Globe and Mail

Mother ordered to butt out in the car

From Friday's Globe
Globe and Mail Update
Friday, December 15, 2000

A judge is allowing a British Columbia mother to take her seven-year-old son to Arizona on a Christmas holiday after she promised in court yesterday not to light up in the car during the trip.

But the boy's father is still seeking a court order to prevent his former common-law wife from smoking around their son Dustin in a Victoria case that sparked attention over the effects of secondhand smoke on children.

"I'm pleased," Jason Arsenault told reporters outside family court after Provincial Court Judge Wayne Smith approved the three-week trip on the condition that the boy's mother not smoke in the car during the vacation. "But I just hope she holds to the agreement."

The 28-year-old truck driver had refused to sign a permission form allowing his son to go to the United States unless the boy's mother, Elizabeth Howse, and her boyfriend promised not to smoke during the trip.

Ms. Howse took Mr. Arsenault to family court to seek access during the holidays. The couple, separated since Dustin was an infant, have joint guardianship of their son. The boy spends weekends with his father and requires the permission of both parents to leave the country.

Ms. Howse's lawyer, Leigh Freeman, told court the boy's mother and her unnamed companion, who sat together in the front row of the courtroom, agreed to refrain from smoking in the car during the holiday so they could start their vacation as planned today.

The 27-year-old sheet-metal worker would not comment.

Ms. Freeman, who had asked for a court ban to prevent media from attending or publishing the proceedings, also refused to comment. She told court the publicity around the case has not been in Dustin's best interest.

Mr. Arsenault's lawyer, Gary Coad, said he will seek a permanent court ban to prevent Ms. Howse from smoking in front of her son at a hearing next month. A date has not been set.

Mr. Arsenault told reporters he is looking out only for his son's health.

"He understands where I'm coming from," he said. "He was quite understanding that his Dad is looking out for his best interests and that's what it's all about."

His son's vacation was to include a trip to Disneyland in California, he said.

Mr. Arsenault said the media coverage hasn't bothered the boy.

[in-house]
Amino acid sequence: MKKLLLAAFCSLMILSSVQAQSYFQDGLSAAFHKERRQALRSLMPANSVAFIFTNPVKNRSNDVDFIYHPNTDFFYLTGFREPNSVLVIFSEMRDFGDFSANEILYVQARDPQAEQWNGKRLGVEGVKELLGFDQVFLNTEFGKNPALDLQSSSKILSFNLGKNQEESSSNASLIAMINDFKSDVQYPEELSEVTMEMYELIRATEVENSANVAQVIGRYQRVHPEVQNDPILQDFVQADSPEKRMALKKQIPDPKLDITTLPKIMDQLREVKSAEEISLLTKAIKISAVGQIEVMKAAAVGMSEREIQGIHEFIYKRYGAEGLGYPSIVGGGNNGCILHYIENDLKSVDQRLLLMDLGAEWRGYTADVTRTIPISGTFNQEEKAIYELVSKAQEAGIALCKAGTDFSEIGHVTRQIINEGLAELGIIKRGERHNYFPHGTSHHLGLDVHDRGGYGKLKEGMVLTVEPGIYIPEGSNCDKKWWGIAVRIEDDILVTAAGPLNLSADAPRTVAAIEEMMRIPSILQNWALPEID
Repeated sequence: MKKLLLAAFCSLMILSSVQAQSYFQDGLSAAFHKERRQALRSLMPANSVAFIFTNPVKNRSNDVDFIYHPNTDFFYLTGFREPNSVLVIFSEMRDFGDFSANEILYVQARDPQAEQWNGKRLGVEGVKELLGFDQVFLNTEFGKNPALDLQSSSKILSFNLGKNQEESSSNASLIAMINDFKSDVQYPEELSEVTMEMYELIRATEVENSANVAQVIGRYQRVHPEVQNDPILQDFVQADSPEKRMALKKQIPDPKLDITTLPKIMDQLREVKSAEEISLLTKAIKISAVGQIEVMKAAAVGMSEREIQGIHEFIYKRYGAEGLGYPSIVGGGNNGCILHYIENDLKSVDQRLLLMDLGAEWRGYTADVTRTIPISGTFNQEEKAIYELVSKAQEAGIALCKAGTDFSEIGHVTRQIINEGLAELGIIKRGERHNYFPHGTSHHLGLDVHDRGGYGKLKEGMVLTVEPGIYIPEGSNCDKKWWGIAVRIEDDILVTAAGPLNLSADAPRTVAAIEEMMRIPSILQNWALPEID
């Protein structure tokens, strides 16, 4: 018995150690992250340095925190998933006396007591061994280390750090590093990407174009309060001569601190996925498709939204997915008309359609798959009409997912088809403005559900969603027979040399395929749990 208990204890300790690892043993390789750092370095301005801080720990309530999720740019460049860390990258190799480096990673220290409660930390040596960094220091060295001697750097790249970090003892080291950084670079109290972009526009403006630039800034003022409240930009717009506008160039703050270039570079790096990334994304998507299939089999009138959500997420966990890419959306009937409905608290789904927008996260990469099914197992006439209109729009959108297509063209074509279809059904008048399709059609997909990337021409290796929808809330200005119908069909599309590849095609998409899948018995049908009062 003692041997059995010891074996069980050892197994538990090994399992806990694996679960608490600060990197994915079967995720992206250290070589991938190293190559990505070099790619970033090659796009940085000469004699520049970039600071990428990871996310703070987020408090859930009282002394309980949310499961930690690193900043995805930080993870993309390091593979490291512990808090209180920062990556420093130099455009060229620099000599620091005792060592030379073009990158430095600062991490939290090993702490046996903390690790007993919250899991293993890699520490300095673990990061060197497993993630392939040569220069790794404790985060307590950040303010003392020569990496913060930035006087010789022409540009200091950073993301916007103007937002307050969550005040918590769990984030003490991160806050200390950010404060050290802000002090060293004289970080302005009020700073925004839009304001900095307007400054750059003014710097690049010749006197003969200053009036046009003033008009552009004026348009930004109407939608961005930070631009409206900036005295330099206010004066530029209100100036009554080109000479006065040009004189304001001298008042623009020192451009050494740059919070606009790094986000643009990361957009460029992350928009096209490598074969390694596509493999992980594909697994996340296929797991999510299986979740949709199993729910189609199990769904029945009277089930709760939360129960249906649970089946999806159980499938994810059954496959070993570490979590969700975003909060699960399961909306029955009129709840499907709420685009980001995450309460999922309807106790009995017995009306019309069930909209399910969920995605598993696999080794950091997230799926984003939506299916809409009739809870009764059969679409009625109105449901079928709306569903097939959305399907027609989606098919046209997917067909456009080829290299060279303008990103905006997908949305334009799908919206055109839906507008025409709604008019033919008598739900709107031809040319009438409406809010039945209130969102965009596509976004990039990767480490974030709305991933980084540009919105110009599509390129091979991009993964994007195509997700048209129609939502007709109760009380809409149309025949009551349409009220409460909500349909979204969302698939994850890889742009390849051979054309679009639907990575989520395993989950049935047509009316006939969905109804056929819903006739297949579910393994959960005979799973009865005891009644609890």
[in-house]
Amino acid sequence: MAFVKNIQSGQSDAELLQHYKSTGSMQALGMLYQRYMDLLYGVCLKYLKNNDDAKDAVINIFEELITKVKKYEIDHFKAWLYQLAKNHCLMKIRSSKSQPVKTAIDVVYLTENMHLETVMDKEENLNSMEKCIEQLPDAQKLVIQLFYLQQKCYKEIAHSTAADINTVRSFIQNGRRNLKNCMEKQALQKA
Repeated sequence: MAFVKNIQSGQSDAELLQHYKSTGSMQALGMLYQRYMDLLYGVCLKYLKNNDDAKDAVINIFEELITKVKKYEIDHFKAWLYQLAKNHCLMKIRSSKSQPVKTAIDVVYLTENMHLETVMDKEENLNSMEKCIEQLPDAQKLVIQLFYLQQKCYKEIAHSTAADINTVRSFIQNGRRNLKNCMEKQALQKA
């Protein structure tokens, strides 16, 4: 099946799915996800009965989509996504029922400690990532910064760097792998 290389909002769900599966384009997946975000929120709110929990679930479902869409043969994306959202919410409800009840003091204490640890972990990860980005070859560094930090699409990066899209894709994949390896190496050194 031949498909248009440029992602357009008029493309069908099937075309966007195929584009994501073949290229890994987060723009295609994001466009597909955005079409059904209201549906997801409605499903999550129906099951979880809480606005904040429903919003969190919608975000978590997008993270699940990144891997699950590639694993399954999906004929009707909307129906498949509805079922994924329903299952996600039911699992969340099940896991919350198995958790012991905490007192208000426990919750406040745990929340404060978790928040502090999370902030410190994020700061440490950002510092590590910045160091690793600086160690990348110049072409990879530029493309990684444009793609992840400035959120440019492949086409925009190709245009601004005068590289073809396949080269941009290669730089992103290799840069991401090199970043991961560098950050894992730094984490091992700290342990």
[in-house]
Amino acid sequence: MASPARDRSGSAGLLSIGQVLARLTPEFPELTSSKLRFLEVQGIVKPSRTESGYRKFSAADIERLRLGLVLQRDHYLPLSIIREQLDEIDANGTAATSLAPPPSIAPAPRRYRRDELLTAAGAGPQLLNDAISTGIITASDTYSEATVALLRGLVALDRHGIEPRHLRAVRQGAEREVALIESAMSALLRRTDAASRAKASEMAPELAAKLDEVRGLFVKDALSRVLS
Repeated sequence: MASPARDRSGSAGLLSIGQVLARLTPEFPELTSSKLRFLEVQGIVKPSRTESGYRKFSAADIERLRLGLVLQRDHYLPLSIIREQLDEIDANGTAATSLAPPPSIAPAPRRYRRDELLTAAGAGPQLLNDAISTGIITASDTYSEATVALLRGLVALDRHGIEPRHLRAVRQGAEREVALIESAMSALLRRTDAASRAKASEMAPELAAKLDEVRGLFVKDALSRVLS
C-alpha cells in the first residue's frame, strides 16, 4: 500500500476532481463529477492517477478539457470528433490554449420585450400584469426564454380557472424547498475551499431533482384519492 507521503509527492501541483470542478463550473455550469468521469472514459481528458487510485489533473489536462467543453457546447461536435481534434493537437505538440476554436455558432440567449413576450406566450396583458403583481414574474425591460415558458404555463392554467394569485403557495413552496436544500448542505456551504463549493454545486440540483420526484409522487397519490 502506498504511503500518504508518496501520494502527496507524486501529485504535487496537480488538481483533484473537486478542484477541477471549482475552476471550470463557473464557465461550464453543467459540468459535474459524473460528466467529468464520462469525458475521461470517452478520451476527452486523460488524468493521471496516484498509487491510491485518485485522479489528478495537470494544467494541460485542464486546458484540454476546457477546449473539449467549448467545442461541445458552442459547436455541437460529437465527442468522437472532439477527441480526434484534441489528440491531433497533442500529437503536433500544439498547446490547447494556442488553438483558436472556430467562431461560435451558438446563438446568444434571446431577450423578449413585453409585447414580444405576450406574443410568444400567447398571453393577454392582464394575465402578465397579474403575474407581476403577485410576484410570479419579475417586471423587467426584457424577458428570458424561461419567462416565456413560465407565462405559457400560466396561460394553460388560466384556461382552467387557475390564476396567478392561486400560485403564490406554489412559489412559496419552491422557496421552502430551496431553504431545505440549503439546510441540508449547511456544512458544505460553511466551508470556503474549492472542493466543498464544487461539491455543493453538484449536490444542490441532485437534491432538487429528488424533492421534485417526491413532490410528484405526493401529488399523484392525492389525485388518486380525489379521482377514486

"He thinks he's a star," he said. He said it was his son who raised the issue of his mother's smoking.

Mr. Arsenault, who quit smoking two years ago, said the case isn't about non-smokers' rights.

He also has two daughters, aged six and two, living with him and his current wife, Shelley.

He said he and Ms. Howse had a verbal agreement when their son was born that they would not smoke around him. Mr. Arsenault said he has never smoked in front of his children.

Antismoking advocates across Canada were watching the case closely yesterday.

The issue of secondhand smoke and children has been raised in family courts in Ontario and B.C. in recent years by parents seeking to legally block smoking parents from visits and custody.

Some involved cases of asthmatic children.

Rob Cunningham, senior policy analyst for the Canadian Cancer Society in Ottawa, said the legal battle mirrors long-held concerns by advocates over the impact of secondhand smoke on children.

"We recognize the harmful effects of secondhand smoke on children and adults," Mr. Cunningham said. "There's lots of evidence that it causes bronchitis, pneumonia, inner-ear infections in children." Secondhand smoke has also been linked to children with asthma, he said.

The dangers are clearly spelled out on federally regulated warning labels by Health Canada on cigarette packages cautioning parents about secondhand smoke's harmful effects on children, he said.

The Victoria case could set a precedent for Canadian parents who smoke around their children, said Jack Boomer of the Clean Air Coalition of B.C.

"We know secondhand smoke causes cancer and it does contribute to serious illnesses in children," he said.

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